• Olivia Newton-John covered "Crying Laughing Loving Lying" in 1975 on her gold-certified MCA album Clearly Love. Olivia and Labi's paths have crossed more than once over the years, as illustrated by the fact that Labi and Olivia duetted on a live version of her number-1 pop hit "You're the One That I Want".
  • Madness covered "It Must Be Love" in 1981. The song reached Number 4 in the UK charts and Number 33 in the U.S. in 1983. Labi Siffre also made a cameo appearance in the music video.
  • "(Something Inside) So Strong" was covered by Kenny Rogers in 1989 (and became the title track to a hit album). The song was also covered by Vanessa Bell Armstrong in 1988 and again by a host of gospel artists as a tribute to Rosa Parks in the mid-1990s. It was covered by "eternal" in 1994 as part of their EP Crazy. In late 2009, it also featured in the hit BBC comedy Gavin & Stacey, where it was adapted into a Welsh chapel christening ceremony.
    • The Flying Pickets covered the song in their 1992 album The Warning.
    • Michael Ball also released a cover of the song in 1996, which reached Number 40 in the UK.
    • Rik Waller, while a contestant on Pop Idol, reached #25 in the UK Singles Chart with the song in 2002.
  • Kelis covered "Bless the Telephone" for her sixth studio album Food in 2014.
  • RJD2's song "Making Days Longer", from his album Since We Last Spoke, is a cover of Siffre's "Bless the Telephone", from The Singer and the Song. Siffre is credited as writer of the original song in the liner notes.
  • Blank & Jones covered "Down" for their 2007 chill-out album Relax Edition Three.
  • Joss Stone covered "I Got The..." on her sixth album The Soul Sessions Vol 2.
  • Rod Stewart covered "Crying Laughing Loving Lying" on his 1995 compilation Handbags & Gladrags (Mercury UK).
  • Move4Parkinson's Voices of Hope Choir covered "Something Inside So Strong" in April 2013 to commemorate World Parkinson's Day.[6] The song reached Number 1 in the Irish R&B iTunes chart.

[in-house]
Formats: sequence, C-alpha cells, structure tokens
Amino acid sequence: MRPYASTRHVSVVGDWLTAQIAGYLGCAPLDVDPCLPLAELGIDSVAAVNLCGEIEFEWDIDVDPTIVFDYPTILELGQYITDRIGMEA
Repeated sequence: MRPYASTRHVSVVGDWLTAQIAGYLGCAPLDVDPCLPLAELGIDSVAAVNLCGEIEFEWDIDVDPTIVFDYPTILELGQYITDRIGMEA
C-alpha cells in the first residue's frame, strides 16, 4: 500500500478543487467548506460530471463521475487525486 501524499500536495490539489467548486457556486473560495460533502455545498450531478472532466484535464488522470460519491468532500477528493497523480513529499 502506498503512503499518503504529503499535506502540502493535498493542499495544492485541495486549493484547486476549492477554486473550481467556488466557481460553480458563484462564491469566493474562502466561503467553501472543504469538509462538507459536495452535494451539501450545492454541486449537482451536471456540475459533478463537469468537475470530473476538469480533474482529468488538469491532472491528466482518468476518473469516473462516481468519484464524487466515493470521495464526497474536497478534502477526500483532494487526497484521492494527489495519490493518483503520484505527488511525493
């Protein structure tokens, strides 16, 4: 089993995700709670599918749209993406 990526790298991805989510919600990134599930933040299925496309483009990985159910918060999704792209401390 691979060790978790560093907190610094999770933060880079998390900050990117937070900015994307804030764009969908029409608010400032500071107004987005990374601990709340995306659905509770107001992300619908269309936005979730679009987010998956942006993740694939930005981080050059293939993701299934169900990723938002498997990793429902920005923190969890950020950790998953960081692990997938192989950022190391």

• Greta Van Fleet performed "Watch Me" at Lollapalooza 2019, Brazil, and again on 18 May 2019 at the Stone Pony in Asbury Park, NJ USA.


"I Got The..."Edit

The song "I Got The..." has especially been heavily used by hip hop artists. Artists who have sampled different parts of the song include:



  • Nigger (Xavier Books 1993)
  • Blood on the Page (Xavier Books 1995)
  • Monument (Xavier Books 1997)


  • DeathWrite (Xavier Books 1997)


  • Choosing the Stick They Beat You With (Penguin 2000)


  1. ^ Larkin, Colin (2002) The Virgin Encyclopedia of 70s Music p.398. Virgin, 2002, ISBN 978-1852279479
  2. ^ a b c "Q&A: Labi Siffre". New Humanist. 14 December 2012. Retrieved 12 March 2016. I've always been an atheist. I've never had religious belief. Pre-teens, I assumed God was in the same make-believe category as Father Christmas; a game of pretend between children and grown-ups.
  3. ^ a b Roberts, David (2006). British Hit Singles & Albums (19th ed.). London: Guinness World Records Limited. p. 498. ISBN 1-904994-10-5.
  4. ^ Mathur, Paul (August 1989). "So Strong". Spin: 32. ISSN 0886-3032. Retrieved 23 May 2015.
  5. ^ Jones, Lucy (27 September 2012). "When Sampling Goes Wrong". NME. Retrieved 13 June 2018.
  6. ^ [1] Archived 13 September 2013 at the Wayback Machine
  7. ^ "Jon Kennedy's 'Tell Me How You Feel' - Discover the Sample Source". WhoSampled.

External linksEdit